The Compassion Fatigue Self-Test (CFST) for Helpers measures both negative consequences and satisfaction of compassion. There are sixty-six items broken into three subscales: compassion fatigue, compassion satisfaction, and job burnout (Figley, 1995b). The Compassion Fatigue Scale-Revised (CF-R) is a self-test engineered to assist caregivers in identifying symptoms of compassion fatigue in themselves. It includes thirty items that evaluate job burnout and secondary traumatic stress which are rated on a scale from one (rarely/never/NA) to ten (very often) (Adams, Figley, & Boscarino, 2008).
Effects of Trauma on Today’s Nurses
The term vicarious traumatization, which was identified two decades ago, was intended to describe a condition affecting psychotherapists. Over the years, however, it has been found that dealing with trauma negatively affects a wide array of professions. Several studies on how trauma affects nurses and other healthcare workers are listed. Twenty pediatric nurses were found to experience compassion fatigue after being interviewed (Maytum, Heiman, & Garwick, 2004). After two hundred sixteen hospice nurses took the Compassion Satisfaction and Fatigue Test 26.4 % were found to be at high risk for compassion fatigue. While 52.3% were at moderate risk for compassion fatigue, and 21.3% were at low risk for compassion fatigue (Abendroth & Flannery, 2006). One hundred eighty five health care providers, one hundred twenty five of which were nurses, took the Compassion Fatigue Questionnaire and it was concluded that personnel with higher levels of personal stress were prone to higher levels of compassion fatigue (Meadors & Lamson, 2008). Out of forty two oncology nurses, sixteen of the participants, or 38%, had moderate secondary traumatic stress according to the Secondary Traumatic Stress Scale (STSS) (Quinal, Stephanie, & Rutledge, 2009). According to the STSS 33% of the sixty seven emergency department nurses scaled met all criteria for Post-Traumatic Stress Disorder (Dominguez-Gomez & Rutledge, 2009). Of the one hundred ten sexual assault nurses who took the Compassion Fatigue Test, 25% indicated they experienced traumatic symptoms (Townsend & Campbell, 2009).
Addressing the Problem
As well as recognizing the problem, it is just as imperative that nurses have an understanding of how to treat and ideally prevent vicarious traumatization or any similar conditions resulting from traumatic stress. One approach to recovery is “ABC”, developed by Pearlman and Saakvitne (1995). A is awareness of one’s limitations and emotional needs. B stands for balance between work and leisurely activities. C is connection and communication so that one does not isolate themselves when they need help from others the most (Little, 2002). Similar to ABC is the acronym ACT. A stands for acknowledging that traumatic stress can have negative effects on the caregiver. C is connecting with others to form a support system. T is talking and sharing thoughts and feelings with others in a safe environment (Clark & Gioro, 1998).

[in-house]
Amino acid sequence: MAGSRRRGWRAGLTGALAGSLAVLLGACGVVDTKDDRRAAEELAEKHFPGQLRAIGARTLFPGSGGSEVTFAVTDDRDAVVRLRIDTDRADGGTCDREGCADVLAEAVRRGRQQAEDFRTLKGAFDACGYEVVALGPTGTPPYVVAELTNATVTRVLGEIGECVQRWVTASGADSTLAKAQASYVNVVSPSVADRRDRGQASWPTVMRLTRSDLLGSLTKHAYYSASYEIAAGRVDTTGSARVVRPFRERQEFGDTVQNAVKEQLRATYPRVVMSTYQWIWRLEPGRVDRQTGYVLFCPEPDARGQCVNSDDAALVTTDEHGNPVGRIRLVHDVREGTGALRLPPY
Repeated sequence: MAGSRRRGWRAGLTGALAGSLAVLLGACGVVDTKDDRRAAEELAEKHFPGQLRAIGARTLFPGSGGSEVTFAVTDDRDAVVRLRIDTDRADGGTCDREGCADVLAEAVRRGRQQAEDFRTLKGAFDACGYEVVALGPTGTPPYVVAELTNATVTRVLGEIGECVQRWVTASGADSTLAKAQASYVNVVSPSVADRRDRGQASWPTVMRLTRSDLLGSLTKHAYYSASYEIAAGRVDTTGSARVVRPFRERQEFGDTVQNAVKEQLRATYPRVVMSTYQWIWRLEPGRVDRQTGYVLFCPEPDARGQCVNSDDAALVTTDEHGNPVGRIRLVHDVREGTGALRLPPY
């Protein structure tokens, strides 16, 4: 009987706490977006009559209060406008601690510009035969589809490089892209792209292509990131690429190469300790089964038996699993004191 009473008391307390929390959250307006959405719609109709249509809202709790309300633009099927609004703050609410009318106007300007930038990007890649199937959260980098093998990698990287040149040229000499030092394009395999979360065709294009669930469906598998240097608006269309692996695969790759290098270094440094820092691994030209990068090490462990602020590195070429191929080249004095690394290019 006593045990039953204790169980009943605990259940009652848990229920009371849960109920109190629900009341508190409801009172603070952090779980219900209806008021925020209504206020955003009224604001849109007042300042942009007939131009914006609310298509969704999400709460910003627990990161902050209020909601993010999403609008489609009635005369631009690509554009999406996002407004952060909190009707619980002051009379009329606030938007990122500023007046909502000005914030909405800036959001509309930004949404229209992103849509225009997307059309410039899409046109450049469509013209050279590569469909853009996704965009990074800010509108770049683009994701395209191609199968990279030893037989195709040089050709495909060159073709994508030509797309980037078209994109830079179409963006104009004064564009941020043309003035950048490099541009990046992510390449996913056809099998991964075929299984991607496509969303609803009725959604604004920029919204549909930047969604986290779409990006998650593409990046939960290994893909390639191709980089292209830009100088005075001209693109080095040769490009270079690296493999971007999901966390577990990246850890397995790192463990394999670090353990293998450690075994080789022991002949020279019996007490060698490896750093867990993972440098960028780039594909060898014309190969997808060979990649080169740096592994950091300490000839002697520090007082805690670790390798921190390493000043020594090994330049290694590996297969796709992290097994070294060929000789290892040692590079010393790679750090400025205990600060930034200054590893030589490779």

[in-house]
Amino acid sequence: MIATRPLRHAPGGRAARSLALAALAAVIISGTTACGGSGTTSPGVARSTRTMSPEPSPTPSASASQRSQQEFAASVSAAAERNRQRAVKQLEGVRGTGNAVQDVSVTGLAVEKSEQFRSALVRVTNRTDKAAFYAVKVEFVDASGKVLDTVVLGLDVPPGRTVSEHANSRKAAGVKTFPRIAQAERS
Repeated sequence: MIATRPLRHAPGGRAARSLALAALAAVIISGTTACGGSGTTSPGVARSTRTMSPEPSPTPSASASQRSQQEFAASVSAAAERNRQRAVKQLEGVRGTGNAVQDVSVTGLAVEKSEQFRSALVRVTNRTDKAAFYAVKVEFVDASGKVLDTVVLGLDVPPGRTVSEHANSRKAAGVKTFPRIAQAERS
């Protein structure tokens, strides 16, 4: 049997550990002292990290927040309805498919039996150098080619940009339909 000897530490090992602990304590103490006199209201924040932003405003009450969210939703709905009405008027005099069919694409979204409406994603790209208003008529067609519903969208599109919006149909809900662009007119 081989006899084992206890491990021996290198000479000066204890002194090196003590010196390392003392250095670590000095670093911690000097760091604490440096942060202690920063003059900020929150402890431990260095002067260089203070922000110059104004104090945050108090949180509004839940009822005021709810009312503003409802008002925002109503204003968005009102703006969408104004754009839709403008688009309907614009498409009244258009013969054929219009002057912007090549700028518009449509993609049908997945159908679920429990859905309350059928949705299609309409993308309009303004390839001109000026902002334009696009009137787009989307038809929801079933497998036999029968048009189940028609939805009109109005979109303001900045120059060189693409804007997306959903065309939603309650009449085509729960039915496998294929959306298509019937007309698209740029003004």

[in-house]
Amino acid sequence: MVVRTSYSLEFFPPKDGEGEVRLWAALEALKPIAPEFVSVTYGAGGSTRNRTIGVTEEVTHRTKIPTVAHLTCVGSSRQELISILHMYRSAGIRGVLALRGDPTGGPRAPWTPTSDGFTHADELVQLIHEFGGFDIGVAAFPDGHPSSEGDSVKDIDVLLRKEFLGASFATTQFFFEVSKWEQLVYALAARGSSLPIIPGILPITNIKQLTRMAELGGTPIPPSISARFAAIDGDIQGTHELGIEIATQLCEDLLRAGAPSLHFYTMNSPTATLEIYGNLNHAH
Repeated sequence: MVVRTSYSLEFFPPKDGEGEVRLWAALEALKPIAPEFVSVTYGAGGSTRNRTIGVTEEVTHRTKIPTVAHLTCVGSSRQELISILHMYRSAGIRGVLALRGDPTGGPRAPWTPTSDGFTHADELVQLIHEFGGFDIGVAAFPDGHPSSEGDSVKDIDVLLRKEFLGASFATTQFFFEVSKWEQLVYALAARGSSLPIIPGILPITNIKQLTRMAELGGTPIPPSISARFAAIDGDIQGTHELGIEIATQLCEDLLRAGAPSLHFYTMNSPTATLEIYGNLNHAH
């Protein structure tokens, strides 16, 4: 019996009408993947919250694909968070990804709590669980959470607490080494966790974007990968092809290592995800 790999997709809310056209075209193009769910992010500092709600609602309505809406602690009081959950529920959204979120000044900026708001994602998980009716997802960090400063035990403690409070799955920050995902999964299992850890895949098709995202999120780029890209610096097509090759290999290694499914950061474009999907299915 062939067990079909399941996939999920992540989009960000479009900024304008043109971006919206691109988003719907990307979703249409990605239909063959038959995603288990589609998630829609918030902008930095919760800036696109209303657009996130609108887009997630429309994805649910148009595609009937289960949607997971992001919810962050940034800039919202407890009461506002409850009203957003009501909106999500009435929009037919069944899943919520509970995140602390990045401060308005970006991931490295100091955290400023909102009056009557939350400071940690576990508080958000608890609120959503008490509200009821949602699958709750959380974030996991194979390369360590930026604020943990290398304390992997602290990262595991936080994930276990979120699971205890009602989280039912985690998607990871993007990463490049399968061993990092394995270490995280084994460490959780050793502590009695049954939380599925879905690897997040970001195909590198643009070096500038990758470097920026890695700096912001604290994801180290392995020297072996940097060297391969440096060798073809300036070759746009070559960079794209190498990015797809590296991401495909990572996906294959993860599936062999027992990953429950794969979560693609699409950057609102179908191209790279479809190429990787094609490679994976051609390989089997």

Aside from the clever acronyms (interventions) there are other strategies for nurses to maintain themselves and for administrators and charge nurses to support their nurses. Rourke (2007) classified three strategies to prevent negative effects from caring for traumatized patients. Personal strategies include getting adequate sleep, exercise, and eating healthy. It is also important to make time for leisurely activities and maintaining a good social network. Professional strategies consist of setting personal boundaries between the caregiver and the patient, identifying what kind of cases might cause the caregiver to feel particularly stressed, and placing emphasis on the positive aspects of the job and patient interactions. Organizational strategies include having an open environment to talk about vicarious traumatization and similar issues, providing safe and comforting areas for caregivers to meet, maintaining an air of respect for the work done and encouraging a sense of teamwork among workers (Beck, 2011).
Awareness is the biggest factor in preventing nurses from being affected by vicarious traumatization or one of the related phenomena. An increased awareness of the emotional demands of a nursing career is of the utmost importance and this should start with integrating education into undergraduate and graduate programs as well as nursing orientation programs (Erickson & Grove, 2007). The healthcare system will fail without nurses so measures should be taken pre-emptively to protect them from the devastating effects that can otherwise be referred to as the cost of caring.
Teaching About Trauma without Traumatizing
One challenge educators face in teaching students about the negative effects of trauma is that the information itself might possibly traumatize the students and cause harm. The classroom needs to be a safe environment for students to learn how trauma experiences can affect them before they encounter it on the job. There are a few risk factors that increase the potential for the students at risk to be traumatized in the classroom. For instance, some students may have never been exposed to trauma material before which could cause them to become overwhelmed by the unfamiliar, and possibly disturbing, feelings that develop as a result of the exposure (Neumann & Gamble, 1995). Additionally, students who have a personal history of trauma are at higher risk for becoming traumatized while being taught about the effects of trauma (Cunningham, 2004).